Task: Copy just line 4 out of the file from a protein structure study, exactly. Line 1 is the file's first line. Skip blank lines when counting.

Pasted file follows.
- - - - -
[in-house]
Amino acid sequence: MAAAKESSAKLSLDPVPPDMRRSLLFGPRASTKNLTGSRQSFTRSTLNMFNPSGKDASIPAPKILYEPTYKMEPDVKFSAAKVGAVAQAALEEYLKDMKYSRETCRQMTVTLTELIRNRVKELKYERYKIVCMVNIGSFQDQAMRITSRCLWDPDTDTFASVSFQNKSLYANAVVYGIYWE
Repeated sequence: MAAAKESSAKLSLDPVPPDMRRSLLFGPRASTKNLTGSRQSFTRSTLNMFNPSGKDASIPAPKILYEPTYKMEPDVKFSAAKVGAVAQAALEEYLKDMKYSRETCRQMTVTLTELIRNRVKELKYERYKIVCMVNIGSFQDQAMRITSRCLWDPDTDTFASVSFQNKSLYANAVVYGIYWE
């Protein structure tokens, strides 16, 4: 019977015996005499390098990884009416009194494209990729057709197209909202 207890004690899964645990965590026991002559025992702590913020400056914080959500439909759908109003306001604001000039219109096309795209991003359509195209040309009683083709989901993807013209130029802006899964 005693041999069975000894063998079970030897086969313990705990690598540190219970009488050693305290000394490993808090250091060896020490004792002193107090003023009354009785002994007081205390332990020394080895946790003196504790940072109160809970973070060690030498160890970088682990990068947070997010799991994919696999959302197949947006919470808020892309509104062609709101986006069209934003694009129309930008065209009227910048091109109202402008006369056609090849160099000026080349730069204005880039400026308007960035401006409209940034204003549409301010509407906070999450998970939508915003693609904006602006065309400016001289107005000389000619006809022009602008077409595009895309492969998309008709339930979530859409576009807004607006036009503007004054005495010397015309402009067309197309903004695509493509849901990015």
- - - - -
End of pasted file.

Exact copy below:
């Protein structure tokens, strides 16, 4: 019977015996005499390098990884009416009194494209990729057709197209909202 207890004690899964645990965590026991002559025992702590913020400056914080959500439909759908109003306001604001000039219109096309795209991003359509195209040309009683083709989901993807013209130029802006899964 005693041999069975000894063998079970030897086969313990705990690598540190219970009488050693305290000394490993808090250091060896020490004792002193107090003023009354009785002994007081205390332990020394080895946790003196504790940072109160809970973070060690030498160890970088682990990068947070997010799991994919696999959302197949947006919470808020892309509104062609709101986006069209934003694009129309930008065209009227910048091109109202402008006369056609090849160099000026080349730069204005880039400026308007960035401006409209940034204003549409301010509407906070999450998970939508915003693609904006602006065309400016001289107005000389000619006809022009602008077409595009895309492969998309008709339930979530859409576009807004607006036009503007004054005495010397015309402009067309197309903004695509493509849901990015």